I’m Cold, Yossarian

The cold front the weather monsters promised has not disappointed. I realize that the 50s is very tame compared to the blustery chill we can expect in December and January, but given the 70s and 80s we’ve experienced the last few weeks, today puts me very much in touch with something very real. For inherent in the cold is a palpable reality, something that comes close to romantic although not in the sense we normally understand “romantic,” but in the sense of deep and profound pathos, in the sense of a deeper understanding of those things around us and an anticipation of something to come.

The final moments of Joseph Heller’s Catch 22 chronicle the death of Snowden who, after catching flak during a WW2 bombing run, slowly loses consciousness as John Yossarian comforts him. Over and over Snowden tells Yossarian, “I’m cold. I’m cold. I’m cold.” Every time I feel cold against my skin my memory takes me back to these pages of Catch 22—the most bizarre, random, and absurd novel I’ve ever read (and I’ve read a bunch of John Irving and Kurt Vonnegut books, just for the record).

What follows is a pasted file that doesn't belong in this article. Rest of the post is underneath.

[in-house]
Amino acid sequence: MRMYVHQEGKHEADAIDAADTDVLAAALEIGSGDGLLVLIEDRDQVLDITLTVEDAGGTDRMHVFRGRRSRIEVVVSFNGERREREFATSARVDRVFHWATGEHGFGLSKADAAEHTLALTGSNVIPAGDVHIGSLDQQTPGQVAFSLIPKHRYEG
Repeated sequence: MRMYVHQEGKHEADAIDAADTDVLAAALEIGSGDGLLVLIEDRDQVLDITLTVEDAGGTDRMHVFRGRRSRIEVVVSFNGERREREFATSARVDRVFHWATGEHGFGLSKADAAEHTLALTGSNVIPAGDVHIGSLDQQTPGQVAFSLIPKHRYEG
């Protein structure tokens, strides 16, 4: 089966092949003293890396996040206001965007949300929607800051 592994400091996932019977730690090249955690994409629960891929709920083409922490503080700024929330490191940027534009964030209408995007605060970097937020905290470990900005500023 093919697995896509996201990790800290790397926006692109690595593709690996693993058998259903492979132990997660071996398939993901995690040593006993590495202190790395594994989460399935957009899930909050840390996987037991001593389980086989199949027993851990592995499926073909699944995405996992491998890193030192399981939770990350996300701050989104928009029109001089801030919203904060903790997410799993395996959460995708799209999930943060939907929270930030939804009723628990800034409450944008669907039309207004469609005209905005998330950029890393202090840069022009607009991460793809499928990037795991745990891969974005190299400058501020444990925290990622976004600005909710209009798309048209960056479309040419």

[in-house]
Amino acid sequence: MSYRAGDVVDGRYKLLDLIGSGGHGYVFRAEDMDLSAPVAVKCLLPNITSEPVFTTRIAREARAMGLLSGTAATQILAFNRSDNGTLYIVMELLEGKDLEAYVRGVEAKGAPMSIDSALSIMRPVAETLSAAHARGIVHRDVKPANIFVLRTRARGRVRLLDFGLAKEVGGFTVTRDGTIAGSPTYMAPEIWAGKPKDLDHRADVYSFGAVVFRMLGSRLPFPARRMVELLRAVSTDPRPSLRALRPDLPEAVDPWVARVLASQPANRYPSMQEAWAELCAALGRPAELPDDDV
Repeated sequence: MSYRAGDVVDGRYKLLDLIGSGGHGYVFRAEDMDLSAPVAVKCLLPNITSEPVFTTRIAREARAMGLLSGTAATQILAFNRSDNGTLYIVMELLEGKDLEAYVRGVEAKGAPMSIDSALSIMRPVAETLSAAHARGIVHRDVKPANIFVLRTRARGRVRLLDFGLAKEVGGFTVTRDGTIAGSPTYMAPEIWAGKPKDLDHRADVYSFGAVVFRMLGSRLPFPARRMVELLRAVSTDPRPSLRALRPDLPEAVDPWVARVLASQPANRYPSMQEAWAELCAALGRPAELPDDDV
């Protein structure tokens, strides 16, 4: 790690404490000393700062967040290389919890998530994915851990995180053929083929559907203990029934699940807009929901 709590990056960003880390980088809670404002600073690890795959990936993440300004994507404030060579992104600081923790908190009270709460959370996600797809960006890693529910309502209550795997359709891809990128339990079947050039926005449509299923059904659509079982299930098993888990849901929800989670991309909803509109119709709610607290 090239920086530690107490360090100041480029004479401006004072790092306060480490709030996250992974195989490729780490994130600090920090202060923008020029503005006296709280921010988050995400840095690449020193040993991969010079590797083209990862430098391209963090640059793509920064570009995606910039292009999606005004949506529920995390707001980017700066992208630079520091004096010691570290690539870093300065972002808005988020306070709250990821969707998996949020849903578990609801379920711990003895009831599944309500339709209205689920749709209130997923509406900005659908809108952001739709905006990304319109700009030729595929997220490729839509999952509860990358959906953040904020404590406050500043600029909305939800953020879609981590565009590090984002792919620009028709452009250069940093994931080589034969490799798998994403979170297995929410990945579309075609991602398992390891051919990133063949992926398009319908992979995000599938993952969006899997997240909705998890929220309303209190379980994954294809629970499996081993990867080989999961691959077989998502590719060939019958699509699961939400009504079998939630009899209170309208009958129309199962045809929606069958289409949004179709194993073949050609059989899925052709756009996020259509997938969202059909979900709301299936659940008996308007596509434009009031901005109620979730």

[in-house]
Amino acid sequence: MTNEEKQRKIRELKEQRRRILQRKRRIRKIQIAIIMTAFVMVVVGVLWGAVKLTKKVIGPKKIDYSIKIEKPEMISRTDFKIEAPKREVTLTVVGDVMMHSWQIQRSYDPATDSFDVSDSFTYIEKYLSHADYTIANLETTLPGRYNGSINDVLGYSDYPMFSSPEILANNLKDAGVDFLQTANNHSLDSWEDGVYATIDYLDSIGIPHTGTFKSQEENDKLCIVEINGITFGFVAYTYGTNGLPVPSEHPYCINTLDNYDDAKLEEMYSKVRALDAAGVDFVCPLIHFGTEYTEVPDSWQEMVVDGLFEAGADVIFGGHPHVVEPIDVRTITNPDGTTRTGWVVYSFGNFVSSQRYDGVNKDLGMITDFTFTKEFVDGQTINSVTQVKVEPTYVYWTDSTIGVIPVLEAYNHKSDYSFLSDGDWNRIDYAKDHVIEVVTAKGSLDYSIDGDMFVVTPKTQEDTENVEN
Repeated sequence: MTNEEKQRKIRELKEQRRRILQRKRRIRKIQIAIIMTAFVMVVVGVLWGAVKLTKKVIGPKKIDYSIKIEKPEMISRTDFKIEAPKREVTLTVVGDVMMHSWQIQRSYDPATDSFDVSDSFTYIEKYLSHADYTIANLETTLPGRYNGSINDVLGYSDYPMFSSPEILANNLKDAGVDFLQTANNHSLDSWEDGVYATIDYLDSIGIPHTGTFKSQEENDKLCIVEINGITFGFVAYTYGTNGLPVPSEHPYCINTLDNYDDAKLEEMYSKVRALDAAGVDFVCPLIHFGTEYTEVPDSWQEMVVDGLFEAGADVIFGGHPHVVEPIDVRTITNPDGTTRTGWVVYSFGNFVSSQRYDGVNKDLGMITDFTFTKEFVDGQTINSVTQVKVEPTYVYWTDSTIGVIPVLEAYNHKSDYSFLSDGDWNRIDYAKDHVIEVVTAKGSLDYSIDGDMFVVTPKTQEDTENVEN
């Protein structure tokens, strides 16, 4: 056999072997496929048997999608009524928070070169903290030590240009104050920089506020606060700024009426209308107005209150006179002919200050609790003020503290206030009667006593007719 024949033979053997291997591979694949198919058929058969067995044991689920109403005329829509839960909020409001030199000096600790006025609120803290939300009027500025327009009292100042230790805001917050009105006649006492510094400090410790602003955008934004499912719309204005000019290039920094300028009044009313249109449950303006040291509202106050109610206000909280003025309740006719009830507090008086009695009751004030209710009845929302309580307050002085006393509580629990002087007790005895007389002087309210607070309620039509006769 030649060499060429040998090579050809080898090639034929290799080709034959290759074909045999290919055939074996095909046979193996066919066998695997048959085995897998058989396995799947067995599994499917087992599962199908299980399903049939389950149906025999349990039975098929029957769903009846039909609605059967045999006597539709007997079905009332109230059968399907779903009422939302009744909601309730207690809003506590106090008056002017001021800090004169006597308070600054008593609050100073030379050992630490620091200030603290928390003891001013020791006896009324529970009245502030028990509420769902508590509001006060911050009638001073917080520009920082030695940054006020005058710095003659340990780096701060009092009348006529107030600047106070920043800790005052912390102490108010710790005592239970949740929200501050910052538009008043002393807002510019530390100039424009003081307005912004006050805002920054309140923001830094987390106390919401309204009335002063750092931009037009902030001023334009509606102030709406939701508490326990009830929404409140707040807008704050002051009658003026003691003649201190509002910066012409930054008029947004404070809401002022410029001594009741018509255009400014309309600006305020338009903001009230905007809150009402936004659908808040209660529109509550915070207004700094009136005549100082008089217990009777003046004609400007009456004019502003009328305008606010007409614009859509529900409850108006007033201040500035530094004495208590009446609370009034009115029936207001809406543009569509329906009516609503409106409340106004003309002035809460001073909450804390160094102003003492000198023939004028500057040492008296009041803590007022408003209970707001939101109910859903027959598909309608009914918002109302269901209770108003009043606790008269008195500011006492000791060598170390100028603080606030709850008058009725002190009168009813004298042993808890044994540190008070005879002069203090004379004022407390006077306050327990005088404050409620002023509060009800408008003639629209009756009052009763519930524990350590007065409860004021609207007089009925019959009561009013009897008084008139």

Amidst all this absurdity and the many laugh-out-loud moments ring Snowden’s last thoughts: “I’m cold. I’m cold. I’m cold.” It’s a brilliant juxtaposition, really, in that in life we have moments of euphoria and moments of pain. Across our many days we’ll experience seasons of prosperity and loss in unequal parts—and somehow all of this works toward some good. At the same instance the fictitious Snowden conjures images and recollections of paradise lost, I am also reminded of an Eden that is yet to come. Tragically, this is something neither Joseph Heller nor John Yossarian ever realized. Instead, each is left with Yossarian’s feeble reassurances: “There, there.”

Yes, we are supposed to enjoy the moments in the sun. But that’s only half of the deal we have implicitly made with reality. We are also called to endure the sunless months of life during which we are anything but dormant. It’s during these times we exercise a patient faith in the work of God and look forward to ultimate restoration and redemption. “I’m cold. I’m cold” is only a drop of time.

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